When people at home walk from their car, up their driveway to their front door – I no longer see someone numbed by repetitiveness. They feel the earth under their shoes, and that must feel good.

London makes you feel like you’re floating. The ground doesn’t feel the same. Your contact with it feels precarious. It doesn’t really care about you. The earth at home doesn’t belong to me any more, and I don't think the earth in London ever will. But it’s nice to walk on it, even if it does put my head in the clouds.


Returning to meat

Last week, my flatmate had her friend round to stay. This is nothing new – often it’s not until the wait-time to get a shower on a Saturday morning exceeds an hour that I realise we have guests.

I don’t know her name, but this is also nothing new. My flatmates seems allergic to introducing people formally. So we shall call her Lucy, because it’s a nice name and I only have to type four letters.

After a brief exchange of pleasantries, Lucy wandered into my room and asked to look at my bookshelf before I had time to remove the handful that say ‘psychopath’ on the spine. As I sat on my bed, trying not to look like a psychopath, she pulled out a vegetarian cookbook.

“Are you vegetarian?” she asked.

I sat up from my nonchalant, horizontal position.

“Pescetarian,” I said, relieved. She’d know there was no way a pescetarian would have the energy to be a cold-blooded killer.

She told me she’d been vegetarian for ten years, but had recently started eating meat again.

“One day my boyfriend asked me what I wanted for dinner, and I just said ‘steak’. So we went to the best steakhouse and did it properly”.

She said not eating meat had made her ill, and she finally realised she needed to listen to her body’s cravings and take them seriously. She said she has steak once every couple of months, when she feels her body start to crave it.

“Eating steak makes me feel amazing. I feel so alive afterwards”.

I was jealous. Recently, when Nando’s messed up my order, I bit into a chicken wrap. I immediately spat it out and felt sick for the rest of the evening. I thought about what it would feel like to eat a steak, to have all that iron inside me. What it would feel like to not be tired and pale and feeble. Maybe I should consider it, I thought. 

“I’m not stupid with it though, I don’t just eat meat for the sake of it. I just realised that nothing is worth your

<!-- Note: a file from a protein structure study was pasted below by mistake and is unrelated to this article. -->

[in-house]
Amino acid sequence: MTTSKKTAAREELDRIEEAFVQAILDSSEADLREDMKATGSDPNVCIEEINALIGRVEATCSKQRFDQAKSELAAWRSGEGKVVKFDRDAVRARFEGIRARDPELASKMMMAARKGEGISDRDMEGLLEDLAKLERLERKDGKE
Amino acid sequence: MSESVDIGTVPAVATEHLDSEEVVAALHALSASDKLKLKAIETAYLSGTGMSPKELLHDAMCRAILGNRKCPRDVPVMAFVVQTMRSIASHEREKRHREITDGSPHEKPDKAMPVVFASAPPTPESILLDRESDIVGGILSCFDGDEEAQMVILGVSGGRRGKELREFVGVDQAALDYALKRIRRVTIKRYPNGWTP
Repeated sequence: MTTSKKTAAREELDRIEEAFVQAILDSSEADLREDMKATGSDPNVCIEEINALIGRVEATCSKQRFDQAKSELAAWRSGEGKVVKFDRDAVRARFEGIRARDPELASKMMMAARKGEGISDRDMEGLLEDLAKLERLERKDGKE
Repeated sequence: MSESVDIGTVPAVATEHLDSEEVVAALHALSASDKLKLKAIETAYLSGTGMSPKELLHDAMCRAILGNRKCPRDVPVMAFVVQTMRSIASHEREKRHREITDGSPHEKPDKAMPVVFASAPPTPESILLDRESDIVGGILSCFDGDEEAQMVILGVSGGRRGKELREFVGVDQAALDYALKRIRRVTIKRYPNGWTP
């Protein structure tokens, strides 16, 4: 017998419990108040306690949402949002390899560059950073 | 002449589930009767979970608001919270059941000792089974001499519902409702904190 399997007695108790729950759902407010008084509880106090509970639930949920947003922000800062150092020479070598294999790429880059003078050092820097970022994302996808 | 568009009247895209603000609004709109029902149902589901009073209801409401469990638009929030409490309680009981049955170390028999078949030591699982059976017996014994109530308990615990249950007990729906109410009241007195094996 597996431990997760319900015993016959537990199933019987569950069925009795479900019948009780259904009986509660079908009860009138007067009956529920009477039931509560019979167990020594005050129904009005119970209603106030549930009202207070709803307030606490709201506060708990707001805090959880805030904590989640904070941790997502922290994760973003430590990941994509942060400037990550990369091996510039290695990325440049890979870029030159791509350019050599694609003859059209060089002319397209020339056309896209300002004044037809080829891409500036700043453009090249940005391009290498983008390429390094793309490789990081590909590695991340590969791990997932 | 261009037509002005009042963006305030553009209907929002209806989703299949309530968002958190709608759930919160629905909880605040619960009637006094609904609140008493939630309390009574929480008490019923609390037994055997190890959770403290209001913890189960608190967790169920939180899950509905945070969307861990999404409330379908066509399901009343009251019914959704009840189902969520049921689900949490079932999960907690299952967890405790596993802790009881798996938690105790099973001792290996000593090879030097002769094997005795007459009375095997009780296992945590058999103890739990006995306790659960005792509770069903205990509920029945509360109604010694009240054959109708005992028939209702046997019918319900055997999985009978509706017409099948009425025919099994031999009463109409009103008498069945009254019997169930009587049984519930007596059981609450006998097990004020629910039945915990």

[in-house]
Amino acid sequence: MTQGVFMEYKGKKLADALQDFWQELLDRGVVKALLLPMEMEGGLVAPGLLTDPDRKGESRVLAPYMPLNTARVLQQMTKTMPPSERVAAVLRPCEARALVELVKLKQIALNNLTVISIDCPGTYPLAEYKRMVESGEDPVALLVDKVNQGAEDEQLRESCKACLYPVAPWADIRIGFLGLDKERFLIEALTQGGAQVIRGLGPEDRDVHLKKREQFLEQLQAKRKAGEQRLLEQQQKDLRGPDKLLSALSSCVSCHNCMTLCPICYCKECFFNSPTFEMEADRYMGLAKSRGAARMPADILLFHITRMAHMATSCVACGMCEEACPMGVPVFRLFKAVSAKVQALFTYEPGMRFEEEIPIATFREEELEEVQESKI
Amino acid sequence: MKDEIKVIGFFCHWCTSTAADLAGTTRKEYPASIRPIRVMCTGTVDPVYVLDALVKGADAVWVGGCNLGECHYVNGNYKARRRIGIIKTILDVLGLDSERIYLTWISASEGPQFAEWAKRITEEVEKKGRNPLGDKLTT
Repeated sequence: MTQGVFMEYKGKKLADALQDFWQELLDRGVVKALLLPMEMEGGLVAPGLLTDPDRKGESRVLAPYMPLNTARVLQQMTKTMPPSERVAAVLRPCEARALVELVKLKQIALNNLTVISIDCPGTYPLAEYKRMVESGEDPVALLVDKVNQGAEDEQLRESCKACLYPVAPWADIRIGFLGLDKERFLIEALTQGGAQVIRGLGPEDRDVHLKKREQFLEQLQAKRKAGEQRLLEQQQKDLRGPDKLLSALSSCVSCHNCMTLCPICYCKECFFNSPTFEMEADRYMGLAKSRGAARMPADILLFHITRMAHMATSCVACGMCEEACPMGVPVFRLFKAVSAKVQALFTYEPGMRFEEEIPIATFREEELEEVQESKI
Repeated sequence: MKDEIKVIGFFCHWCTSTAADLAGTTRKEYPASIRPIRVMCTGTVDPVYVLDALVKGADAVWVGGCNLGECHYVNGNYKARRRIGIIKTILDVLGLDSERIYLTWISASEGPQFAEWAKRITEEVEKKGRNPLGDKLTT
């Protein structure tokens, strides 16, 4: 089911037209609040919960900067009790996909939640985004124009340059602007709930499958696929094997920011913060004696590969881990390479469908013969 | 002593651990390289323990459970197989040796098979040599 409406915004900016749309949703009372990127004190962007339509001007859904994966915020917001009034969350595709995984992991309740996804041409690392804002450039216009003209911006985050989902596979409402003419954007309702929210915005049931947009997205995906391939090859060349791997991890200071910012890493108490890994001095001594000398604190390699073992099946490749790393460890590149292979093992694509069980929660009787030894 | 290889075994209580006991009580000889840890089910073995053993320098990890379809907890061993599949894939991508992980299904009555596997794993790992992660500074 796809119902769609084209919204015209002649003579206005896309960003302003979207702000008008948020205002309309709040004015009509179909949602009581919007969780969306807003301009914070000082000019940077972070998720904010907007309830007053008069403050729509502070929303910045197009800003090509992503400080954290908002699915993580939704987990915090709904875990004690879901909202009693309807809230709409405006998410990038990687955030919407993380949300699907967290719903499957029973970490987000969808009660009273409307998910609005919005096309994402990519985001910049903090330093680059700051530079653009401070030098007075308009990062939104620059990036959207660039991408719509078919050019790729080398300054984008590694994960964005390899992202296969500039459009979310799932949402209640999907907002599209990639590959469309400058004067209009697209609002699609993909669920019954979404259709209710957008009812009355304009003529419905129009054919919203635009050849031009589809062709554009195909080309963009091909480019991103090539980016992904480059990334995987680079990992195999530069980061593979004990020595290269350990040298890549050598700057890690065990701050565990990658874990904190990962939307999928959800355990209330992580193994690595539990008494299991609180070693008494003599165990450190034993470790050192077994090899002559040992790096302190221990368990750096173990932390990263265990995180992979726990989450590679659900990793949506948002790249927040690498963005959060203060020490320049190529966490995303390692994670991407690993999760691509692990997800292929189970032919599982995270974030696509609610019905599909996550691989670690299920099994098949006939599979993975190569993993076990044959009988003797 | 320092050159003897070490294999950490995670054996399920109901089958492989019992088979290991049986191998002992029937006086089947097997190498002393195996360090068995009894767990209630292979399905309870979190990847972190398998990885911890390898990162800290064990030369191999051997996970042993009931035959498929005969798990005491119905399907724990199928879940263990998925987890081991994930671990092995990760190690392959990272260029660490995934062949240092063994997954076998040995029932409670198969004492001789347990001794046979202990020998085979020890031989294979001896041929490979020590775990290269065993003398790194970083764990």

Her words floated into my ears, taking on a much softer edge than before. She returned her attention to the bookshelf, and I realised my eyelids were were beginning to descend.


Why I love my body

It’s mid-July, and I find myself wanting to rip anything off that dares to cover my limbs. Today, on the bus home from a job interview, I slid off my black tights and stuffed them in my bag. This is what summer does to you: you stop caring.

Well, in a perfect world we would stop caring. But we do care, don’t we? And the world knows it. Adverts for anti-cellulite creams, emails advising you on the most flattering bikinis for your body shape, articles about getting the perfect beach body.

And it’s not just us, it’s the whole world. Articles on “fat-shaming”, blogs encouraging us to celebrate our flaws, obesity statistics constantly in the news – it’s hard to keep up with what it’s okay to be and think. But I’m out of the loop with which celebrities have cellulite where and what diets are the new best thing. And not just because I don’t read Closer magazine.

Throughout my teenage years I struggled with my body. For years I oscillated between starving myself until my periods stopped, binge-eating until it hurt and envying others until I cried.

As the years went by I gradually realised there were far more interesting things going on in the world to keep my mind occupied. But it’s only been in the last few years that I’ve gradually learned to be completely happy with my body. I’ve reached what magazines would call “body confident”. And my newfound confidence has nothing to do with my weight.

A couple of years ago I spent an entire month having panic attacks. My brain assaulted my body, and I fell for the tricks it played on me. I was exhausted, and terrified I was dying. But it had a profound and lasting effect on me that has gradually conquered the harsh critic of my younger years.

I don’t mean to belittle actual near-death experiences – I was convinced I was dying at the time. But my body fought the anxiety. It came through the month in one piece, unscathed and stronger than before, despite my doubting it. When my breathing turned my arms numb and I feared I would lose consciousness forever – my body kept me alive.